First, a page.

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Norwegian Baskets

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I was quite young when my Grandmother taught me how to make Norwegian Baskets out of wrapping paper. This is one tradition she passed on to me from her childhood growing up in Oslo. I would like to share it with you.

The selected wrapping paper would usually be two contrasting solid colors; or, a solid paired with a faintly patterned color. Red, green, blue and white provided contrasts that were perfect for the season; the look was very Scandinavian!

Everything was learned by observation and by hands-on, trial-and-error practice. There was no measuring before cutting, just eyeballing it. When it came time to glue on the baskets’ handles, my grandmother taught me how to make paste out of flour and water.

I hope you enjoy learning this new craft or remembering a long-lost skill. God Jul!


  1. Choose wrapping paper in solid colors (make sure there is NO cutting grid with those gray, dotted lines printed on the back side). You may also use construction paper for a younger group; each piece measures 9”w x 12”h.

  2. Working with construction paper in the images below, fold in half lengthwise.


3. Measure along the folded crease and cut two baskets, each 2.25”w; one basket from each color. (I chose two colors that would photograph well for these instructions. Suggested colors would be contrasting, bright colors.)


Each basket will have three 0.75”w strips for weaving. Each strip will be cut 2.5”h.



  1. Hold each basket color, or half, at an angle, with the folded edges away from you.


  2. Each strip is woven this way: By looking at the example colors, start by weaving the inner most strips first; you will always work with two strips simultaneously. Because you are weaving, each strip of one color will pass through the inside or over the outside of those strips of the opposite color.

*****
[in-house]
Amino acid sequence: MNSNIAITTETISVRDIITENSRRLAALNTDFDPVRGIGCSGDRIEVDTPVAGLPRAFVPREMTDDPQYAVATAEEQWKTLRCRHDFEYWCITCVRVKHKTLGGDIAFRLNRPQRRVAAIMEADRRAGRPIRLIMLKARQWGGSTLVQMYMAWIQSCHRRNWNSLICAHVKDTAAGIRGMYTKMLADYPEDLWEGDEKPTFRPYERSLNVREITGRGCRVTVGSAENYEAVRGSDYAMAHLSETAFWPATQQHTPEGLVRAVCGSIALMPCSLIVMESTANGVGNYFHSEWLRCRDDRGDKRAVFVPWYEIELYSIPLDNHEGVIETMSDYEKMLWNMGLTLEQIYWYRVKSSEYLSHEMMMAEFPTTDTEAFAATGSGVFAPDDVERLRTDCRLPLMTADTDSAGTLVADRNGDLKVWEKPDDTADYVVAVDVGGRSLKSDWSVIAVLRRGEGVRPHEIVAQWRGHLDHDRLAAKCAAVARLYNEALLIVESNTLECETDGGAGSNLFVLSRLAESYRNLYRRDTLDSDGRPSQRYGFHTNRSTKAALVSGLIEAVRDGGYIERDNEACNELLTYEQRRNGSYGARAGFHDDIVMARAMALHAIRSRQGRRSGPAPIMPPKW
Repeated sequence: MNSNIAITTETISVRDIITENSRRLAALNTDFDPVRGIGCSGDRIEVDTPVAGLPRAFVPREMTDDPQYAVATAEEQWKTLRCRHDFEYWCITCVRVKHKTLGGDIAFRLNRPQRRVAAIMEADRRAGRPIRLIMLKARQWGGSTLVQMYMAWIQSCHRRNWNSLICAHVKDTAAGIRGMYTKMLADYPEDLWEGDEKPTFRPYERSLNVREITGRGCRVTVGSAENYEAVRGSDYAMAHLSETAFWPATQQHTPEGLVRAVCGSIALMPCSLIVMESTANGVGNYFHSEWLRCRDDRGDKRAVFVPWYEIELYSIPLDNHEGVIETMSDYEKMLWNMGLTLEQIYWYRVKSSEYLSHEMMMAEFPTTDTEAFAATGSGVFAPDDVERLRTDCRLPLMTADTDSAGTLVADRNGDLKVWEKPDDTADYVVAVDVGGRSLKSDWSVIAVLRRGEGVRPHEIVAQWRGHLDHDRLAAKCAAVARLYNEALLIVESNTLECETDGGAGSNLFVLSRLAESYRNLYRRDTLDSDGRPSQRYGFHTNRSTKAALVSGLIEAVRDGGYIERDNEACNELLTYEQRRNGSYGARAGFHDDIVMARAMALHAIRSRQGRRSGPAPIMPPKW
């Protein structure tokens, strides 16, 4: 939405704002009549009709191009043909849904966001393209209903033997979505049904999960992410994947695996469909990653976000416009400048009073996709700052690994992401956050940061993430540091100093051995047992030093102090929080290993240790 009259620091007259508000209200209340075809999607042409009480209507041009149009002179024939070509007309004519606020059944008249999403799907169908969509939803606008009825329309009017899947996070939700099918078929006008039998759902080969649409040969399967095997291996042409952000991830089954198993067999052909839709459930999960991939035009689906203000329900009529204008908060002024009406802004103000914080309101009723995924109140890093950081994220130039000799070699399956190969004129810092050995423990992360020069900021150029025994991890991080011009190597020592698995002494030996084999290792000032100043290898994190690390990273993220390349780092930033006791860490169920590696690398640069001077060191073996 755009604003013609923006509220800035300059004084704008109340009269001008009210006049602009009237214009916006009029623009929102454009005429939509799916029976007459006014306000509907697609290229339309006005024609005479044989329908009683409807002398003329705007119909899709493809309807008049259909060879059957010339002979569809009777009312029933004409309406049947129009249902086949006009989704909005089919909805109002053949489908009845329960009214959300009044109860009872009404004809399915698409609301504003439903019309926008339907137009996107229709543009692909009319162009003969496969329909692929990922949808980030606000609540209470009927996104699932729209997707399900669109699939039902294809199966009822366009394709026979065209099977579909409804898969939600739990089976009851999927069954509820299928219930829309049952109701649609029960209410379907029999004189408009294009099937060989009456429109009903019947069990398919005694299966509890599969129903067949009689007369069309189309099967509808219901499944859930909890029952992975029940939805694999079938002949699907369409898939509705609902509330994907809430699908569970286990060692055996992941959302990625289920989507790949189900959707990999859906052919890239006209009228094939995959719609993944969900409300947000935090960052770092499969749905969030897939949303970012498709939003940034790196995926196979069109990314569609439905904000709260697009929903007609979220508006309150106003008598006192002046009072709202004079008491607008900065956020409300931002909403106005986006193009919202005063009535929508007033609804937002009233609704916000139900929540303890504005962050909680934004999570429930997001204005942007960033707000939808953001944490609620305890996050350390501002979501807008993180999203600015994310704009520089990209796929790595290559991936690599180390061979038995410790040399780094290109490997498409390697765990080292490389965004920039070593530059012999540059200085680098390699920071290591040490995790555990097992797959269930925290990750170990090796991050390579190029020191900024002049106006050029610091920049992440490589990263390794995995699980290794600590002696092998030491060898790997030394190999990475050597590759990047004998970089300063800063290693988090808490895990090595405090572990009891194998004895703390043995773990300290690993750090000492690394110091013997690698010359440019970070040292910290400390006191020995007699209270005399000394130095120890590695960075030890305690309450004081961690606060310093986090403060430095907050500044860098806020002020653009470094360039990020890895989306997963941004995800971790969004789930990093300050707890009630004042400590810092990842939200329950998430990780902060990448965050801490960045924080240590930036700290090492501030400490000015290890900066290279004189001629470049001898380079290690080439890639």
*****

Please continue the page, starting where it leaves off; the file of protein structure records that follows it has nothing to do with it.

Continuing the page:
1. Weave the first green strip and first brown strip: the slightly ‘opened’ first green strip is on the outside and has the ‘closed’ brown strip woven through the inside of it;

    2. slide the basket halves and strips towards the top of the cut slits as you are working (this makes more room for the next strip to be


    3. next, slide the first green strip through a slightly opened middle brown strip;

    4. finally, the slightly opened green strip has the brown strip woven through it.

  3. The strips take turns being slightly opened or being closed, or passing through the inside, or going around the outside. Following this alternating pattern creates the weave. When one color is slightly ‘opened’, this allows the second color’s strip which is ‘closed’ to pass through it.


  4. Every row, or strip, alternates the opened or closed passing of each strip’s color. In this example:

    1. the second green strip will be closed passing through the first brown strip; then,

    2. the second green strip will be opened slightly allowing the brown strip to pass through.

  5. Continue weaving all of the strips.



  6. Once the weaving is complete, this is how your basket will look.


  7. Here’s a look of the inside of your woven heart basket before its handle is placed on it. If you like, date the inside of your basket.


8. Round the tops: gently hold the two halves together and cut a rounded top to create the heart shape.


9. Now you can secure your handle with tape or glue made for use with paper.

These baskets can be hung on your Christmas tree annually, adding new baskets every year.


Other ideas -

These baskets don’t have to be used just for Christmas. During one special occasion, I placed a basket (without handles) on each plate set on my dining room table. Each basket held a folded napkin in it at every place setting. Or, a special note can be written on a separate piece of paper and placed inside the basket. A thought, prayer or word of thanks conveys a truly meaningful message when delivered in a card or accompanied with a remembrance gift.

Enjoy – Martha

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6 thoughts on “Norwegian Baskets”

  • Vivian Sutphin

    This is a project I would like to do. I've seen these baskets in the past but never tried to make one. Thanks for the excellent instructions. Merry Christmas to all of you!!

  • Claudia Rae Hoier
    Claudia Rae Hoier December 23, 2014 at 8:53 pm

    Made these as a child except we made them for May Day. Filled them with candy, popcorn, etc., and left them at the doorstep of friends.

  • Ninon Anderson

    I have been making these since 81 now...
    grandmother from Denmark taught me and we used
    last years Christmas cards that had been received....\

    we were recycling way back in 1940 and 1950...

    Merry Christmas

  • Karen Wesley

    Nice activity for my active grandkids this Holliday.

  • Phylis Seitz

    Thank you for posting this. Years ago a co-worker showed me how to make heart ornaments this way; but, she did not make baskets. These are adorable and it is good to they come from Norway. Merry Christmas.

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